Realities of Revit implementation (and why I won’t answer to ‘guru’)

I consult for several architectural and engineering firms, and on occasion I hear the team(s) refer to me as their Revit ‘guru’. While the intention is innocent enough, it always makes me cringe. Guru seems to suggest someone who has some mystical knowledge to ‘pass down’ to their followers, which leads to deliverance; success. While I agree that years of experience with the software does lead to a few ‘pearls of wisdom’ to share (see previous posts), I am adamant in my approach to Revit consulting – it’s about defining a unique approach towards a process, not about handing down a manual.

Here’s an important point to establish: an office shift to Revit is generally not about just choosing to use different software. It’s most likely a response to some other factor: a firm’s goals to become more efficient in project development workflow; a collaborative agreement with a multi-discipline design team to improve coordination along the design process; or the too often cited mandate: the client’s deliverable requirement.  I have seen each of these motivators have vastly different impact on how a firm responds to changes to their processes, and therefore a direct impact on how successful they are at making the shift.

I am a Revit Strategist. As such, I ask a lot of questions, gather information, challenge some perceptions, and synthesize the lot into a series of approaches that are then presented to a design team. There are ‘if, than’ discussions, and ‘why to do now, in order to get later’ posits, and a TON of ‘why was it done this way, and is that appropriate now?’ queries. It’s never easy to get an established workflow to change, and it’s key to impart to a team WHY they would benefit from change. It’s equally important for them understand some repercussions of resisting change, and it’s critical for them to see that it is their decision.

As the saying goes: If you are willing, you are able.
As this implies: If you (or your team, or your upper management) AREN’T willing…
…. you get the picture.

Willingness, let me be absolutely clear, goes beyond the team designers, and extends to the firm’s principals. Often, the challenges aren’t limited to design process, but also to manpower staffing approaches, capital equipment investment positions, all the way down to philosophies on imparting and cultivating knowledge across staff. All of these circumstantial factors affect how a firm can approach the transition. Some firms embrace the challenge, and see it as an investment towards one of those greater end goals. They understand their responsibility in committing to a strategic approach, which often involves trial and error, reevaluation and validation. That takes time, and as we all know, time equals money. We’re also painfully aware that money isn’t plentiful in this economy.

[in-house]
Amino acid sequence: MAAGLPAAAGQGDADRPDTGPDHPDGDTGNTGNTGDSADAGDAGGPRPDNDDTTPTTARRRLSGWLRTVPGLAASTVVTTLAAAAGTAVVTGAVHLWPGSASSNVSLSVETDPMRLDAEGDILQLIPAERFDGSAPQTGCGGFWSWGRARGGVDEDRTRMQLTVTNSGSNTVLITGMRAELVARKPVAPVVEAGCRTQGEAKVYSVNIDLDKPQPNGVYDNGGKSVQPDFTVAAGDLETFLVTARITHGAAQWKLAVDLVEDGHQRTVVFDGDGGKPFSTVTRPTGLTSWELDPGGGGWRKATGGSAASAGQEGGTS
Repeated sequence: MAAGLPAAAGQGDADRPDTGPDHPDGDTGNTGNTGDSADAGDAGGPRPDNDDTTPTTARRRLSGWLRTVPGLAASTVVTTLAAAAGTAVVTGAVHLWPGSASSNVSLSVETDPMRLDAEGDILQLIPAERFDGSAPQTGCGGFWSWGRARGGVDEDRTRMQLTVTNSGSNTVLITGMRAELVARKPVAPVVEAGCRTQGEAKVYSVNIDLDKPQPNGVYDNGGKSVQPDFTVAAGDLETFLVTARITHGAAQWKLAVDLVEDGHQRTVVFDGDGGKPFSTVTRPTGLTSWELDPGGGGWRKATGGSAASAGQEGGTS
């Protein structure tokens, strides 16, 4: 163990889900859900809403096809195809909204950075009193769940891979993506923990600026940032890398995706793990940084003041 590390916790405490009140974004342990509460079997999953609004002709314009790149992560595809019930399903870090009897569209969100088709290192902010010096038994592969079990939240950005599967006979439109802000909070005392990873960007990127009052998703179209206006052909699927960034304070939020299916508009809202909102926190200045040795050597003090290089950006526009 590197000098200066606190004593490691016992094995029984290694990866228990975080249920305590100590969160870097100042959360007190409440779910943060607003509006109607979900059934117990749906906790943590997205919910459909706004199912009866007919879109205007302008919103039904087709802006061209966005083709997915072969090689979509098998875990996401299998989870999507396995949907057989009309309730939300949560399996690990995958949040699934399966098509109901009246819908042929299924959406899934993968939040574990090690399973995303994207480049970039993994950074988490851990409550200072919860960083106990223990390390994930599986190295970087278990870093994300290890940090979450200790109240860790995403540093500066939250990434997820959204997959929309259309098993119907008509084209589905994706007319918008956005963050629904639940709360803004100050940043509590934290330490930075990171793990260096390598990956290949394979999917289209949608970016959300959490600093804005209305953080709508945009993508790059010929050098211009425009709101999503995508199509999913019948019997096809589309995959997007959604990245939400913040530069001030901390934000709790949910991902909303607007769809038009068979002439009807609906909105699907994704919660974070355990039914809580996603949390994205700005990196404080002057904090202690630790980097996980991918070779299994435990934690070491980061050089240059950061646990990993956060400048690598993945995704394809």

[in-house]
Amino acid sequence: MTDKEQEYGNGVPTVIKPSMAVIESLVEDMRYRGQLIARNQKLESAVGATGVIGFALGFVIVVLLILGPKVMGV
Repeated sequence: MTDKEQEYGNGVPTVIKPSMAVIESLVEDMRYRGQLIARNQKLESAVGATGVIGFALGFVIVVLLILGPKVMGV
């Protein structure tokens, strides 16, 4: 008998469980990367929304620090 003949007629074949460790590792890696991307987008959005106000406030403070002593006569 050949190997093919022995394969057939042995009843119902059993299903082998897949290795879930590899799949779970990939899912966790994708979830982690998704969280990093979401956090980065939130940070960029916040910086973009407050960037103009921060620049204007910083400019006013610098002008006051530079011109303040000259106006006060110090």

All of this takes communication. Establishing the firm’s goals – short- and long-term – in making the transition. Understanding the limitations. Defining the benefits, and discussing the repercussions. Identifying opportunities that go beyond the immediate task at hand.  Addressing the many factors that influence a team’s ability to adapt and succeed. Setting targets, gauging progress towards them, reevaluating the sustainability of the approach. Defining an exit plan, if needed. This is NOT a by-the-manual process. It is a strategic process, and no guru can simply make it happen.

My approach to consulting for Revit implementation is in stages:  I meet with the management team and lead discussion on identifying the motivation, defining the goals, and targeting metrics of evaluation.  I advise on selecting a flagship project to apply Revit, and assess the team’s existing skills to define a schedule for training and advanced project support. I then directly collaborate with the project team, providing baseline training and as-needed advanced level guidance and customized workflow processes in response to the design development.

The results have been rewarding. Users who have confidence in their skills, at levels appropriate to their tasks.  Teams who aren’t just good at building virtual models, but are actively engaged in the analytical process of building an efficient, data-integrated project deliverable.  Smart modelers.




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